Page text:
The Diplomat-in-Residence program at Florida A&M University (FAMU) is the reason that I am in the Foreign Service. Freshman year, I saw the now-retired FSO Roberto Powers reading a book in Arabic in his office. I loved learning languages but knew little about the Middle East. By the end of sophomore year, I was enrolled in my first language class. Two years later, I was the first student from FAMU to receive a minor in Arabic. Currently, I work in Amman, Jordan, where I use the language skills cultivated in my college years to facilitate travel to the United States as a Consular Officer.
I chose FAMU, because I wanted the opportunity to interact with Black professionals and professors, an experience entirely distinct from my K-12 years. As a student, I helped to recruit fellow International Baccalaureate program graduates through the university’s Presidential Ambassadors program and later as Miss FAMU. I am a firm believer that high school and college students should seek opportunities to study abroad and learn a foreign language, especially through the fellowship programs provided by the U.S. government. You must have the courage to leave your comfort zone. You may be pleasantly surprised by how warmly you will be received abroad.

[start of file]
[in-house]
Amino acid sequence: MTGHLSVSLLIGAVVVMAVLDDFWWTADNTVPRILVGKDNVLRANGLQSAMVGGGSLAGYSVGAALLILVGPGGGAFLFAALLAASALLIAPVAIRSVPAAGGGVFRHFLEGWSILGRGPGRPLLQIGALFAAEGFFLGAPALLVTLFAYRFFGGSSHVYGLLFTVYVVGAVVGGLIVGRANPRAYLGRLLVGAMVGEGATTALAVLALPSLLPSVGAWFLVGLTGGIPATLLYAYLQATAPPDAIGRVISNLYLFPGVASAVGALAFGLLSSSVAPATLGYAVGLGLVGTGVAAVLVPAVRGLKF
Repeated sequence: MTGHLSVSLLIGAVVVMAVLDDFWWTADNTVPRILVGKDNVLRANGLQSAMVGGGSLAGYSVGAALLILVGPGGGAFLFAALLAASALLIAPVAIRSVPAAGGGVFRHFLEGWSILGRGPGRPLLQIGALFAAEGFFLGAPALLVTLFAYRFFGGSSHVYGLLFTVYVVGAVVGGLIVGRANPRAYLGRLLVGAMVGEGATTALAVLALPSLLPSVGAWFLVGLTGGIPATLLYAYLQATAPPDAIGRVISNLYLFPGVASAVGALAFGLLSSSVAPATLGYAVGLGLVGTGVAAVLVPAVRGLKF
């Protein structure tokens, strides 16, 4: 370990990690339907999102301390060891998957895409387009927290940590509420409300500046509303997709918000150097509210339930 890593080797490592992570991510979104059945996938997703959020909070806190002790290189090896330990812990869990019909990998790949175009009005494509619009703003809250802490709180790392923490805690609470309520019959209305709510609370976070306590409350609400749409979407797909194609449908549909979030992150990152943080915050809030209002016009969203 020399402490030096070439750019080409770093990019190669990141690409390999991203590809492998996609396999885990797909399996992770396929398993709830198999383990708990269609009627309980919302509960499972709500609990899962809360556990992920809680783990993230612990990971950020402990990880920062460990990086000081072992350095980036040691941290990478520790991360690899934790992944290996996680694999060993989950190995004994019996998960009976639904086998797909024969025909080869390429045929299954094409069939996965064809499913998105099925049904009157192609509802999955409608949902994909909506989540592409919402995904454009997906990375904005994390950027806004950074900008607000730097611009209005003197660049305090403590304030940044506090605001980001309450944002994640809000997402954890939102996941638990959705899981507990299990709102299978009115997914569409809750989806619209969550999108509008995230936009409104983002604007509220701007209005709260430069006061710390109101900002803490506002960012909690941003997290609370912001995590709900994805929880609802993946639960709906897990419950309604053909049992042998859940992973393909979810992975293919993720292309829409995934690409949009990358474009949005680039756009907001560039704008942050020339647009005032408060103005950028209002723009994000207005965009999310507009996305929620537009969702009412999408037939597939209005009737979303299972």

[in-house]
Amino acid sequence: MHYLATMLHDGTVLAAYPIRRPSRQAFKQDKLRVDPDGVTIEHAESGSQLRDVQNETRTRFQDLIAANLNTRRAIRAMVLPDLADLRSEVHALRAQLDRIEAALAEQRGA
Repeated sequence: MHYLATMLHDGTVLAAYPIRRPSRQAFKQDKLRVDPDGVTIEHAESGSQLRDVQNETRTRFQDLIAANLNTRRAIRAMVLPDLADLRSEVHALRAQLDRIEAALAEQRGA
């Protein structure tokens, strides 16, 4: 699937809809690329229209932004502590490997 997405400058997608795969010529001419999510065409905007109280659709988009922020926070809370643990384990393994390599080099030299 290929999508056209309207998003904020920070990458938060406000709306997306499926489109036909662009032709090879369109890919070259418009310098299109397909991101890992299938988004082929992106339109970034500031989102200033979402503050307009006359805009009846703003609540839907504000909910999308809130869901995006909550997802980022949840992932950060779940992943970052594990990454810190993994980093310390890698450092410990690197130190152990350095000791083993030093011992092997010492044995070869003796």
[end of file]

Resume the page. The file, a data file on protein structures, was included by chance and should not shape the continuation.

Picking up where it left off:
I chose Dillard University when a recruiter flew from New Orleans to my hometown in Memphis and gave students at my high school an in-person overview of the benefits of the school. Out of all the schools I was considering, Dillard was the only one that sent someone to us and asked us to apply to their school. I started at Dillard fall 2002, majoring in Japanese studies and economics. Thanks to my decision to choose Dillard, I learned about State Department overseas internships and the Thomas R. Pickering Fellowship and eventually became one. Knowledge of these programs enabled me to do an overseas internship at the U.S. Embassy in Accra, Ghana, and study abroad in Tokyo, Japan. These opportunities were life-changing moments for me and prepared me for an eventual career with the State Department.